For most division III student-athletes, ‘Olympian’ is a long-forgotten aspiration. This summer, Michael Brus ’14, Claire Williams ’13 and Claire Forrest ’13 each had to rework that goal into their four-year plan when they qualified for the Olympic and Paralympic trials. Deidre Freeman, the Grinnell diving coach, also competed at the Olympic trials. Only days after the Grinnell season ended, they were back in the pool, training to compete against the fastest swimmers and divers in the nation and the world.
Claire Williams is already one of them—she entered the S9 200 meter butterfly ranked first in the world. At the Paralympic trials, she swam against swimmers on the USA Residence team and gave one competitor a run for her money during the 100 meter butterfly. Williams also competed in the 400 freestyle, 100 backstroke, 200 individual medley and 200 butterfly—earning world rankings in all but the medley. She also holds American records in the 500 and 1000 yard freestyle—the first she broke by accident. This season, however, Williams has clear goals to improve on both her record times and to break a few more.
Following this season at Grinnell, Williams plans to retire. Training at such a competitive level requires a level of rigor that she says is nearly impossible without built-in training and the support of her teammates.
All three swimmers trained together throughout the spring and summer, providing each other with welcome support.
“It was the toughest training of my life,” Brus said. “I’m so glad [Williams and Forrest] were there, otherwise I don’t know if I would have been able to do it.”
Indeed, it is one thing to pull yourself through hours of laps across an icy pool with a sixty of your closest friends—it is quite another to attempt to do so by free will alone. Yet, with support from each other and Coach Erin Hurley, they not only trained up to the pace of some of the fastest swimmers in the nation, but they did so in a near-empty pool after a full day of classes.
While you may have heard of some of Brus’ competitors, Brus had a celebrity moment of his own at the trials. Brus was approached by a young boy for his autograph, which he humbly described as a highlight of his experience—not knowing who would make it to the Olympics, kids often ran up to the swimmers, just in case.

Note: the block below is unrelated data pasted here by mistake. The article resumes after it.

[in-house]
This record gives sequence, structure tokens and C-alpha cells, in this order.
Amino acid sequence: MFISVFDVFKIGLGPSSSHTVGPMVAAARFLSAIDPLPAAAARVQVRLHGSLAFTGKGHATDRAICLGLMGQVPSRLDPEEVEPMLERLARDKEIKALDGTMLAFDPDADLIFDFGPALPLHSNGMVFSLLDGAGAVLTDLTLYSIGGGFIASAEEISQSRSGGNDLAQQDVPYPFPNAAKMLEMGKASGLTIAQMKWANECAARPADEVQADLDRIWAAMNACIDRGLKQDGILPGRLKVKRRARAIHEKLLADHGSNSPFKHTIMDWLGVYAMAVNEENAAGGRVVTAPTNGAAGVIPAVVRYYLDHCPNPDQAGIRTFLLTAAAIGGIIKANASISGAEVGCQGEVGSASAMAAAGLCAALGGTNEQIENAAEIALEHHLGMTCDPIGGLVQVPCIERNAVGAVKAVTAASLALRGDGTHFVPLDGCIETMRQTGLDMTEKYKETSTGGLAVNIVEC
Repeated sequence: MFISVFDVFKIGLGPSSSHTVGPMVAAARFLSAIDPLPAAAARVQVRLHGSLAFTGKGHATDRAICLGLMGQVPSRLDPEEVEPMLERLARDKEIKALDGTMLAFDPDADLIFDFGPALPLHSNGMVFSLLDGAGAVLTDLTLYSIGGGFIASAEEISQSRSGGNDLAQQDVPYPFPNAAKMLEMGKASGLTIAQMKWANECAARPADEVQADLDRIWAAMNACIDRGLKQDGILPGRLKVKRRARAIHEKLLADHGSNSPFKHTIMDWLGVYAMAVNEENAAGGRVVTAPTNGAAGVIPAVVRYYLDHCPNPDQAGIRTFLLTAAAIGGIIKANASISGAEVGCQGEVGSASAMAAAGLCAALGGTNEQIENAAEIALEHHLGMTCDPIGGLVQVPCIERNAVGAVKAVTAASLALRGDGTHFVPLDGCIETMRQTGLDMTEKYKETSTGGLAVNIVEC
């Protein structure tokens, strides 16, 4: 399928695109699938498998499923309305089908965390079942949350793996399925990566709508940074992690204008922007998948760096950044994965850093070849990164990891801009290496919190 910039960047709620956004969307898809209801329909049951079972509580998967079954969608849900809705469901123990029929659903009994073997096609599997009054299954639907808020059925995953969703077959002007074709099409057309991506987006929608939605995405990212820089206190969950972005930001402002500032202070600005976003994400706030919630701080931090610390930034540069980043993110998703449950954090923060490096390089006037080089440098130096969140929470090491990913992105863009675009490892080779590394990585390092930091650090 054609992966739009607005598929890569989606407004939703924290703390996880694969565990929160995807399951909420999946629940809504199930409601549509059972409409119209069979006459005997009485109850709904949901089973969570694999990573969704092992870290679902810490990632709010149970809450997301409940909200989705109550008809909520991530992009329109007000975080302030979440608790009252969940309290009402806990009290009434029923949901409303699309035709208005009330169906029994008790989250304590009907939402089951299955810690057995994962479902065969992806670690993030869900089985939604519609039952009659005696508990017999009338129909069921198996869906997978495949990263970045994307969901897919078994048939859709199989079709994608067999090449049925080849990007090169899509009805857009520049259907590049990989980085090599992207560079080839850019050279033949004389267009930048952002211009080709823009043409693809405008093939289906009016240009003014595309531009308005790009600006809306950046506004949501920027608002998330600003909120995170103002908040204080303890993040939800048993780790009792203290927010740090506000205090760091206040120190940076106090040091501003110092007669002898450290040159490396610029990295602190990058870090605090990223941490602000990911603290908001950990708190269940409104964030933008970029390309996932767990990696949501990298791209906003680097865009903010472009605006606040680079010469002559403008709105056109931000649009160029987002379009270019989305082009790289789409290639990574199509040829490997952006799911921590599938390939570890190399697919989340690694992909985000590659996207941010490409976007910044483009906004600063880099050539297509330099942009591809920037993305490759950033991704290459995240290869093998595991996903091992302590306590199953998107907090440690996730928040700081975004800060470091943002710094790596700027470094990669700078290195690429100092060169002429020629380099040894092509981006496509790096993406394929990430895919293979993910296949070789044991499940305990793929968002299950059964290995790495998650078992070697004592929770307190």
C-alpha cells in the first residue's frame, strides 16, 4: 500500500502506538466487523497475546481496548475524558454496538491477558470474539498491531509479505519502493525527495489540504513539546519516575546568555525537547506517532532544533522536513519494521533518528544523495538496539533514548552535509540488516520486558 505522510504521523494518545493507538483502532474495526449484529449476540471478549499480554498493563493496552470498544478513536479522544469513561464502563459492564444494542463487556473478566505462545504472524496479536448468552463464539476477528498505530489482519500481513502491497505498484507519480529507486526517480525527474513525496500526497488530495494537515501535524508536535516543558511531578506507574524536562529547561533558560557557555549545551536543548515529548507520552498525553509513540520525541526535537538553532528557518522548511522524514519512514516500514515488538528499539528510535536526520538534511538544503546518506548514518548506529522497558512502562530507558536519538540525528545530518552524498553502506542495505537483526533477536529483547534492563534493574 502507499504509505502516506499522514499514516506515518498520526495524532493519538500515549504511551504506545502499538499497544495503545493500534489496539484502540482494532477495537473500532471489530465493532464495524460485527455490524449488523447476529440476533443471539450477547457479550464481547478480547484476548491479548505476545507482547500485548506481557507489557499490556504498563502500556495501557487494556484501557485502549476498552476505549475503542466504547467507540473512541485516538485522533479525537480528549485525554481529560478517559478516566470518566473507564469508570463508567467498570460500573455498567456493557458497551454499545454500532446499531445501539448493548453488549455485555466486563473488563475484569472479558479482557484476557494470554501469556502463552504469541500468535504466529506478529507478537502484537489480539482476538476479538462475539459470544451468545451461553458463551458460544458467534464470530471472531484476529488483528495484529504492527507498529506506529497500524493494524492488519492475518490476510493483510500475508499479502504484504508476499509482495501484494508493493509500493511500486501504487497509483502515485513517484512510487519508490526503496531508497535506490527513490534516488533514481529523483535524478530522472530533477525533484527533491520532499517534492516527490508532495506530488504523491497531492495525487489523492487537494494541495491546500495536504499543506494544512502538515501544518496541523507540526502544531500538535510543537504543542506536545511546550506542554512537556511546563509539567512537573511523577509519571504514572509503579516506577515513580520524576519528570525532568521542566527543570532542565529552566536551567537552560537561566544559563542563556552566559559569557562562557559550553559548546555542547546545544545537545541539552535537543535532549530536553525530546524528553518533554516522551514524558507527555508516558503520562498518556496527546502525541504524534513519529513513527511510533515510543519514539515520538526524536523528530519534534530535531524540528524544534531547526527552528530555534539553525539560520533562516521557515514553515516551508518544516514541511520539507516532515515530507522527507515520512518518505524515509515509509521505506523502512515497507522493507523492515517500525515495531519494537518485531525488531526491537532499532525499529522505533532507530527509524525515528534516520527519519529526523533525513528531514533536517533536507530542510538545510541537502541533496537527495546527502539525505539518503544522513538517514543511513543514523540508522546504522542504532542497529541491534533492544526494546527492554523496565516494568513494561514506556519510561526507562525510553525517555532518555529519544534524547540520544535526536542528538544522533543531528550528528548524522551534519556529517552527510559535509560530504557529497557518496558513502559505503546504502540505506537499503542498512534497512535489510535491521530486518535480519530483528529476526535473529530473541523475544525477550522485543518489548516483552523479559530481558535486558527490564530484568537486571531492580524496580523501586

“I signed his shirt!” Brus said.
Indeed, there were a lot of would-be Olympians on the deck with Brus that weekend. He was surprised to find that no entourages surrounded anyone; at the Olympic trials, he was an equal to the swimmers he’d cheered on at Beijing and Athens. Still, Brus expressed disbelief at the whole experience. Swimming at the trials had been a dream of his since he was a child.
“As time went on, I went ‘you know, not many people make it to the Olympics’… and so I just put that out of my mind,” he said.
Just to swim the 200 backstroke, although not as quickly as he would have liked, was a huge accomplishment itself. And to be fair, ranking 75th in the nation is no small feat.
Despite his lingering awe, Brus expects more of himself now that he has proven just how much potential he has. He does not want to project those new aspirations prematurely, but he does intend to continue competing as long as he can.
Unlike her teammates, Claire Forrest is no stranger to the high-level Paralympic swimming scene. She competed at the 2008 Paralympic trials and has been swimming at this level since high school. This time around, she swam the 400 free, 100 free, 50 free and 100 back. For her, the experience was pleasantly nostalgic.
“It was fun to see how people progressed through the years,” she said, especially those of the friends she has made with her fellow swimmers.
Unfortunately, due to the Paralympic categories (she swims either S5 or S6, depending on the event) Forrest did not make the resident team, which disappointed her. However, she did not let the obstacles of classification derail her.
“It was the best meet I’ve ever had,” she said.
Deidre Freeman also dove exceptionally well at her first Olympic trials, placing 4th in synchronized diving (with her partner Veronic Rydze) and 18th overall. She credits her performance to both familiarity with her competitors’ techniques and her skillful physical preparation. However, she aspires to improve her mental preparation.
“I have to focus on not focusing too hard during meets,” Freeman said, via email.
Following a two-month break from diving, Freeman said she feels more motivated and hopes to continue to improve and compete at further national and international competitions as she prepares for the 2016 Olympic trials.
Freeman, Forrest, Brus and Williams gave Grinnell serious athletic credit with their performances at the Olympic and Paralympic trials. Four athletes from the same division III school are a rare sight.
“We made a big impression,” Williams said.